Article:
Find Out Now has conducted a nationally represented poll of 2,009 GB adults for Channel 4 News about Rishi Sunak’s proposed loosening of Britain’s green policies.
- 41% say not sticking to green commitments makes them “less likely” to vote Conservative (Vs. 12% “more likely).
- More support among 2019 Conservative voters (27% “more likely”), although 1 in 5 say “less likely” (21%)
- A quarter support delaying climate action for economic reasons, while over a third disagree.
Support for Tory Government after change in climate change commitments:
Conservative voters (2019) are, predictably, more attracted (27%) by the proposed revisions than repelled, but a sizable minority (21%) say “less likely”.
Cost-of-Living Vs. Climate:
When asked a different way, with an “economic” context, the negative reaction is less pronounced, with only 16% against, versus 14% in favour.
Support for individual policies varies. More respondents indicated they would be less likely to vote Tory if the government abandoned the pledge to ban the sale of new petrol and diesel cars by 2030 (31% less likely vs. 17% more likely). However, when asked which scrapped policy should have been kept, 51% chose ‘none of the above.’ For a detailed breakdown, please refer to the full report at the end of this article.
There seems to be more support for a slight relaxation of climate policies. However, respondents still expect the government to uphold climate commitments. For those undecided between Labour and the Conservatives, the central question may well be whether Sunak’s proposed changes can effectively strike a balance between economic priorities and meeting the UK’s promised climate targets.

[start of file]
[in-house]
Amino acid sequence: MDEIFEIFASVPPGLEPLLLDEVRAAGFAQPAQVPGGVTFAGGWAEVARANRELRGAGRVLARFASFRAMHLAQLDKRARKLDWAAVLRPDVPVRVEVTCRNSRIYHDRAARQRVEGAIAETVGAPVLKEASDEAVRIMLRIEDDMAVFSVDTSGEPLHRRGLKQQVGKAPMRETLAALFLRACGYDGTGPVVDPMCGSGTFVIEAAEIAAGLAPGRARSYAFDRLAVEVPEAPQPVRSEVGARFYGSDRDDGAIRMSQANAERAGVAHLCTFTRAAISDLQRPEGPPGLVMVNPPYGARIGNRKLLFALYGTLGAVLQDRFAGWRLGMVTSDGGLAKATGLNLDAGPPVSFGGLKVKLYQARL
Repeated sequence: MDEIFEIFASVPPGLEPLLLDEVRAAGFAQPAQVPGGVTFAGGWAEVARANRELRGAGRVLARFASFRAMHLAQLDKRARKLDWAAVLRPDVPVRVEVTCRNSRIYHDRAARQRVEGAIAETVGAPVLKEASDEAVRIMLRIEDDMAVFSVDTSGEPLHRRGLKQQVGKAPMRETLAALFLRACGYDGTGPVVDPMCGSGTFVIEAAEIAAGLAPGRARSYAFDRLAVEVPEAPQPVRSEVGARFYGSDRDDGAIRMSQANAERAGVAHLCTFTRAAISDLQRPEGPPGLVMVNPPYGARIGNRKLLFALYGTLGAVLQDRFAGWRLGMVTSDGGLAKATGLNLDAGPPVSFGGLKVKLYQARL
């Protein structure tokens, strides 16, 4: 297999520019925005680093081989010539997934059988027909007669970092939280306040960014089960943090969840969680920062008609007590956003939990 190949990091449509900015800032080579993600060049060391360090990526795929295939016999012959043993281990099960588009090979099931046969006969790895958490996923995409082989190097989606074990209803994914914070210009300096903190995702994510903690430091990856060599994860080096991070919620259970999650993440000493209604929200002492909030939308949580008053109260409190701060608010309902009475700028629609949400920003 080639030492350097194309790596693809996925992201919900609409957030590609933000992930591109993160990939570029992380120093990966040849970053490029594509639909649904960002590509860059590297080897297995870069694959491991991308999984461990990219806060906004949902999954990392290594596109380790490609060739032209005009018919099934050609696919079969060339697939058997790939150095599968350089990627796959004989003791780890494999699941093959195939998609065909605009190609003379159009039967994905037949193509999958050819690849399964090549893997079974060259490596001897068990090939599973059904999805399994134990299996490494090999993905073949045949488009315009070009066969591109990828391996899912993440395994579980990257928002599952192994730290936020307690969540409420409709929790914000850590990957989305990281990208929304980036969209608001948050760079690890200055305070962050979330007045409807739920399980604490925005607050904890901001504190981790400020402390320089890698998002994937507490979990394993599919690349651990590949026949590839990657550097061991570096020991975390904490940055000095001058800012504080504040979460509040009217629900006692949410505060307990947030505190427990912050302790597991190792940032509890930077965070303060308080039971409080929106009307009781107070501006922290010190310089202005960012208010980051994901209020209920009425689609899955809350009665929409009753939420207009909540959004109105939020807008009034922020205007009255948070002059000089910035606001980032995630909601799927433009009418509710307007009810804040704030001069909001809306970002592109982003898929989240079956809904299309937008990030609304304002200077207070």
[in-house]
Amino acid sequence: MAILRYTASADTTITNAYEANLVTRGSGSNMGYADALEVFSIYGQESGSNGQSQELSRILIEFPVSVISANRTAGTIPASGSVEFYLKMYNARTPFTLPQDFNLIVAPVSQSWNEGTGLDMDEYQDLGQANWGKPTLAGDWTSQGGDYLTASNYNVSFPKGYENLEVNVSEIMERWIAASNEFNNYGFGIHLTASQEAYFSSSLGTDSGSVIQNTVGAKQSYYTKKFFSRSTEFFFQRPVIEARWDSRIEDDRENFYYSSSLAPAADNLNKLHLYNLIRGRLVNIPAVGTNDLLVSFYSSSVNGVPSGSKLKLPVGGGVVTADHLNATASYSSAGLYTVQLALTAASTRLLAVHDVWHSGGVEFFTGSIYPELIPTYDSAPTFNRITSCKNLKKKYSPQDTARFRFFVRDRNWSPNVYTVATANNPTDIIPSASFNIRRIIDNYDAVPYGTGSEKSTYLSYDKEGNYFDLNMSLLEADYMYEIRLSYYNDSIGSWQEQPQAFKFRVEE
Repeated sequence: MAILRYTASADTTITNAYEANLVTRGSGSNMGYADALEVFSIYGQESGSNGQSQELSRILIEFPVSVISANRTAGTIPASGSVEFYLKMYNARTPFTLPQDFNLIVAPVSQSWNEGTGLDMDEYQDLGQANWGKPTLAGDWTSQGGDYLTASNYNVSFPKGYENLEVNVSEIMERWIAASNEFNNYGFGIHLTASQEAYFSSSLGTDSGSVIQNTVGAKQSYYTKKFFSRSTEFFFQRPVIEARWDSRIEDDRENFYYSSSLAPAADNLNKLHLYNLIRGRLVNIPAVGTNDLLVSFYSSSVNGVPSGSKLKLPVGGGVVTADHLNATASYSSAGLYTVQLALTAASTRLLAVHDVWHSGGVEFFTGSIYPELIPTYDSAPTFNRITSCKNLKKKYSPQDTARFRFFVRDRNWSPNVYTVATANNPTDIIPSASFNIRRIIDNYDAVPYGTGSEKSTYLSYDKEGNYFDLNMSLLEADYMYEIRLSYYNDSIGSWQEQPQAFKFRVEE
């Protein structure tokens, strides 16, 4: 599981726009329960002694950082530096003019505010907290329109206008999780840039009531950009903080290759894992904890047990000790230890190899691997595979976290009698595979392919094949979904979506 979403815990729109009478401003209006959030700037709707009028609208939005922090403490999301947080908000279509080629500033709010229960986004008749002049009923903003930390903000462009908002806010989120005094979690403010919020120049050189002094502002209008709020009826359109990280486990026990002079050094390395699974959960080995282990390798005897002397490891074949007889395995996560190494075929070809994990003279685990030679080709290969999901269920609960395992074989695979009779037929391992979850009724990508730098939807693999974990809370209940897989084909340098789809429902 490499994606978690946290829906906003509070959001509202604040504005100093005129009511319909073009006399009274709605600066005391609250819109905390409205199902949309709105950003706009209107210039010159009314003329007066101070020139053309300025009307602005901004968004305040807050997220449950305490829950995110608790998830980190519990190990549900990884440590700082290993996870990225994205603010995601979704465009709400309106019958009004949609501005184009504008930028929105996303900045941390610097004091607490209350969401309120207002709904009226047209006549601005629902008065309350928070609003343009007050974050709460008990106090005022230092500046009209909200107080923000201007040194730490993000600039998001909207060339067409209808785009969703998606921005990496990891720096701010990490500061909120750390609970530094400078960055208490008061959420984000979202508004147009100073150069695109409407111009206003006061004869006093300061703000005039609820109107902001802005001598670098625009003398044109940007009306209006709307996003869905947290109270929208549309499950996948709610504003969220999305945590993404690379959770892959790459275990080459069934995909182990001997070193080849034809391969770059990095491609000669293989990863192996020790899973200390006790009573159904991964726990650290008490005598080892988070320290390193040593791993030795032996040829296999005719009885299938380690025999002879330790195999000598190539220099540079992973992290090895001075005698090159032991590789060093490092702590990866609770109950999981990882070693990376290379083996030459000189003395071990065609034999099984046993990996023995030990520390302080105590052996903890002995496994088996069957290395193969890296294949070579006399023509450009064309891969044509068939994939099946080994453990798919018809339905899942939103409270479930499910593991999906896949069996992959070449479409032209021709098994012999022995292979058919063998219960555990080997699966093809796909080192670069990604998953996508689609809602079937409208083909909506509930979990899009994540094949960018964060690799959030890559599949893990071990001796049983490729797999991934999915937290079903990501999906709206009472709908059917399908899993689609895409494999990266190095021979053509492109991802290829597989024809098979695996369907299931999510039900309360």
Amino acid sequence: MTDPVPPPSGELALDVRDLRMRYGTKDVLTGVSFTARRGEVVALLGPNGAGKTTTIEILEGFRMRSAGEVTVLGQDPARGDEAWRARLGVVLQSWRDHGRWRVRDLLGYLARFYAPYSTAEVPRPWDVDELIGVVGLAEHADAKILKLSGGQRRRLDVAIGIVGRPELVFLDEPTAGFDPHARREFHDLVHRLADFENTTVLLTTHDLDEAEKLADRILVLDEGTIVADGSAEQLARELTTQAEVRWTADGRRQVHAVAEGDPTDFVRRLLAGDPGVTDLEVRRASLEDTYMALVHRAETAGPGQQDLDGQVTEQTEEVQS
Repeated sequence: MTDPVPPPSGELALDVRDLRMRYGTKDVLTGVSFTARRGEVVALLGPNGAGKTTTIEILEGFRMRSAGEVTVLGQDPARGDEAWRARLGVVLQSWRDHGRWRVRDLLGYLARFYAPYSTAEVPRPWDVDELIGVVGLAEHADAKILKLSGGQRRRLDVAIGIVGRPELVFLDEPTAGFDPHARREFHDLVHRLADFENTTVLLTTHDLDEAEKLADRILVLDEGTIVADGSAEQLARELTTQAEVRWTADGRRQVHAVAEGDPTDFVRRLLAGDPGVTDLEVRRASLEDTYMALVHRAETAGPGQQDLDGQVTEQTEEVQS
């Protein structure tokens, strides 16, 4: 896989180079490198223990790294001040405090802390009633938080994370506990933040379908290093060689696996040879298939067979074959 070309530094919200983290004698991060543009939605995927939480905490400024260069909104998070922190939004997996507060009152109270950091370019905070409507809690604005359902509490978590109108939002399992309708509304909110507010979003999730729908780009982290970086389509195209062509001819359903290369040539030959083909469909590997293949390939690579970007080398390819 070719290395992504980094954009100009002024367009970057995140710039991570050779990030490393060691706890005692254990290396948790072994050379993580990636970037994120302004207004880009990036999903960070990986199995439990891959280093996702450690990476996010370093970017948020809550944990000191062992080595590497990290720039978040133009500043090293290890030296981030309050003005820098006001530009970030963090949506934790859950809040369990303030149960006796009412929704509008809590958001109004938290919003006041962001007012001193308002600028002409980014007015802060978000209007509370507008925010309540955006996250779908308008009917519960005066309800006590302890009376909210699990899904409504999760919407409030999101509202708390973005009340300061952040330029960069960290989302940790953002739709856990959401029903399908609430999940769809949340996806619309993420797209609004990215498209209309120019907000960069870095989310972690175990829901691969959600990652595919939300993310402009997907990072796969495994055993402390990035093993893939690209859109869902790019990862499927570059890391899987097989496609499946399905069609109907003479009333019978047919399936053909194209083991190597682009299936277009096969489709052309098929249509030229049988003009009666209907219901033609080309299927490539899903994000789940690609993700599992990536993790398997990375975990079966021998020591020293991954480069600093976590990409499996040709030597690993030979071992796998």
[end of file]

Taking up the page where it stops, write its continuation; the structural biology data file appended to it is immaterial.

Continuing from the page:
Net Zero: Hindered or Enhanced?
Far more respondents (39%) believed the announced measures will hinder our ability to meet our 2050 Net Zero target, compared to only 9% who thought it would help.
The division among 2019 General Election voters is significant: Among 2019 Tory voters, 15% expect improvement compared to 24% who anticipate hindrance. Among 2019 Labour voters, only 8% anticipate improvement, while a significant 60% believe it will hinder progress.
Is Britain a Net Zero leader?
In his speech confirming the policy changes, Prime Minister Rishi Sunak claimed “Britain is leading the world on climate change.” Three times as many disagree (45%) than agree (15%) with this assertion.
Our respondents’ views on climate change are complex. They generally support the government’s climate pledges but aren’t enthusiastic about specific policies to achieve them. The political impact in the general election remains uncertain, as rolling back environmental policies is likely to be unpopular. Moreover, some economists warn of long-term economic harm, making Sunak’s recent climate rollback seem less beneficial to many.
If the current Conservative government does not stick to its commitment to ban the sale of new petrol and diesel cars by 2030, would you be more or less likely to vote for them at the next General Election?
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